You do a lot of speaking and listening with Rosetta Stone, which is wonderful. The only problem is that you aren’t speaking and listening effectively. You are learning useless stuff!

Live sessions with a native coach
The new version of Rosetta Stone allows you to have live lessons with a native speaker of the language you are learning. This is a wondeful idea, but you don’t need Rosetta Stone to do this. There are plenty of free and cheap alternatives!

LiveMocha allows you to submit spoken exercises for native speakers to grade. You can also personally message native speakers and connect via other means (i.e. Skype).

My Language Exchange is a place where you can learn a language in exchange for teaching your native language. This means that you will find Russians that want to learn English, and they will teach you Russian in exchange.

Lang-8 allows you to keep a journal in the language you are learning. Native speakers will read what you post and then correct any mistakes you have. If you do a good job, they will likely comment with how great you did :). It’s a great way to understand the mistakes you are making, so that you don’t make them again.

italki is a place where you go to pay for online Russian classes (usually through Skype). Some teachers offer trials so you can see how they teach before you pay for a session. The sessions vary in time, price, and materials covered, so you’ll have to do some independent research.

Should you buy Rosetta Stone?

No, you should not buy Rosetta Stone. You will waste your money. Instead, try some of the free and cheap alternatives. You will save money and learn more.

Learn Russian for free!

Reviews of other materials

Have your own experiences? Comments? Questions? Disagreements? Please comment! 🙂

12 thoughts on “Rosetta Stone Russian Review

  1. Hey— great site, I think I’ll be coming here a lot.

    I just wanted to say that although I mainly agree with you about RS, I’ve been taking the Russian 1 course for about two weeks and I think it’s terrific. But someone interested in learning any language should just simply be flat out discouraged from using only one program or approach– it never occurred to me that I should use RS exclusively; I constantly pause it, look up explanations to things on the internet, write things down, read more technical articles about the linguistics; I compare with (what I remember) of the Latin I took 20 years (seems to me to be a lot of similarities), have a vocabulary spreadsheet I work on, then I use the Michel Thomas course for when I’m not on the computer. RS and other computer interactive courses are great for total beginners like myself who don’t know ANYTHING, who have performance anxiety, and who don’t want to waste another person’s time by butchering their language and with simplistic, boring sentiments and endless repetitions!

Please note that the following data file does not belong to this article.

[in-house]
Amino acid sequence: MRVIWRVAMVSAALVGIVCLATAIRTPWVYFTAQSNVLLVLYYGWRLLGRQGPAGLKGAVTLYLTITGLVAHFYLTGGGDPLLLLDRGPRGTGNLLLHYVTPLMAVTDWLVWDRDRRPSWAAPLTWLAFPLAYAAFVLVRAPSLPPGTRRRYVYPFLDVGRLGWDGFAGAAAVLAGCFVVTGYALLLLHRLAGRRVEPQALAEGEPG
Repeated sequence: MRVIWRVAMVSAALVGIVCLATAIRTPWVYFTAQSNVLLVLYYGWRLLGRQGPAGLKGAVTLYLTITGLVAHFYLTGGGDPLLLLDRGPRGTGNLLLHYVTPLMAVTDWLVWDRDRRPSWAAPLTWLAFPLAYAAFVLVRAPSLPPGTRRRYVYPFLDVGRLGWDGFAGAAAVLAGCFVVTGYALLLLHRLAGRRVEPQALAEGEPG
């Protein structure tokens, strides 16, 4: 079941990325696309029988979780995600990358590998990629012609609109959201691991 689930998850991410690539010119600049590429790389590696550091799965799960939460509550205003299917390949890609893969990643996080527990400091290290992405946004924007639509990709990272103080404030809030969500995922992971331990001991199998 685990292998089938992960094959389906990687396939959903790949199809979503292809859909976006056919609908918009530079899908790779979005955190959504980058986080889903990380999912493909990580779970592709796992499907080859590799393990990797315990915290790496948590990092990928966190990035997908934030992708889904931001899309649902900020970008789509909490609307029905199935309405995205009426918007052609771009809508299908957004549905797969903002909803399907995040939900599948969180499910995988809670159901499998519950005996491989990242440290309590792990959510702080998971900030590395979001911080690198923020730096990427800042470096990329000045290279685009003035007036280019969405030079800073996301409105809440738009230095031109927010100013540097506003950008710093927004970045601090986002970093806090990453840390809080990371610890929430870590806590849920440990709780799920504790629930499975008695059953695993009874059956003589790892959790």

The thing is that RS and MT are just so extremely expensive— one should really try to get it in some way that involves a deep discount. And I don’t know how far I’ll want to take RS because it seems to me that by the end of Level 1 I should have enough confidence to hopefully try mylanguageexchange.com, but I wouldn’t dream of going there until I know a lot more.

    One thing I’m trying too is setting my computer’s localization to Russian, which is maybe something some folks might want to try.

  2. You know, at this point… i feel like any RS review is just a complete tear down of it. I was considering a review too, but it’d be beating a dead horse… that’s oddly still alive.

  3. Wow! This blog looks exactly like my old one! It’s on a completely different topic but it has pretty much the same page layout and design. Excellent choice of colors! kfcedbaddfdb

  4. Hi!!! I DID pay for a Rosetta Stone course… that never arrived!!! I received a POLISH course that I returned (paying to cost) and though I called over and over again I NEVER received the course I paid for… However, I DID buy the PIMSLEUR system that IS great for a “practical” kickstart and for ADULTS 🙂

  5. I agree that Rosetta Stone should be used along with other materials, but for people like me, Russian was my first language. But once I learned English, I never spoke it again and only remembered few phrases. Now when I use it, its easier for me since phrases easily get into my head. I really don’t have to look at the grammar part, I just speak with out hav

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  7. I learned Spanish with Rosetta Stone and it’s great! It’s so much faster than books! I have been doing it for 4 months and I can have a conversation with my friends. It teaches you useless things only about 10% of the time. I do not agree that it is not worth the money. I highly recommend Rosetta Stone!!